How frog lays eggs

After the common frog returns to the pond where it was born, it mates. The female releases eggs from her belly, which the male inseminates.Spawn 
The common frog lays over 3000 eggs in the water. It leaves the spawn alone. The eggs are surrounded by a transparent, gelatinous mass that protects and warms them from bumps.Tadpole with external gills 
After about three weeks, tadpoles hatch from the spawn, and tree-like gills grow out of their heads. Tadpoles get oxygen from the water with their gills and therefore do not need to emerge.Tadpole with internal gills 
A fold of skin grows over the gills. With their beak-shaped mouth and tiny horny teeth, the tadpoles grate algae from aquatic plants and stones.Tadpole with hind legs 
The tadpoles are still using their gills. They breathe in water that flows through the gills. The used respiratory water exits through a hole on the side. At the end of the body the two hind legs begin to develop.Lung breathing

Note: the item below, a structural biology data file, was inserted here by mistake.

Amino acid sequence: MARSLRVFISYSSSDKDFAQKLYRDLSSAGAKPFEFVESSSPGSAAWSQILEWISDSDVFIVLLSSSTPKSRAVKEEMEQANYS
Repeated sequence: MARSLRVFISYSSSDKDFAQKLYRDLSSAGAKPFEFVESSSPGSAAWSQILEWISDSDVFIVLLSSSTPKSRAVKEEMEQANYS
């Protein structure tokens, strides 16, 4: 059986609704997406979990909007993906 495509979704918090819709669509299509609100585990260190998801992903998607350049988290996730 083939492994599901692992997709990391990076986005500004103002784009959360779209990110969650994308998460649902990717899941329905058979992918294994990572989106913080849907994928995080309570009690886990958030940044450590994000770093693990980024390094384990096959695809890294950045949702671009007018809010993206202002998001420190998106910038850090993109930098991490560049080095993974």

The front legs are formed in the two gill pockets. The tadpoles lose their gills and start breathing. That's why they have to appear more often now.Young common frog 
When the tadpoles leave the water, they need stones or a gently sloping bank to climb up. If this is missing, they drown. The burbot has become a young common frog, whose oar tail is gradually receding.Adult common frog 
The frog has left its pond and is looking for damp meadows and forests. He hunts insects and snails. In two years he will return to his home pond to father offspring.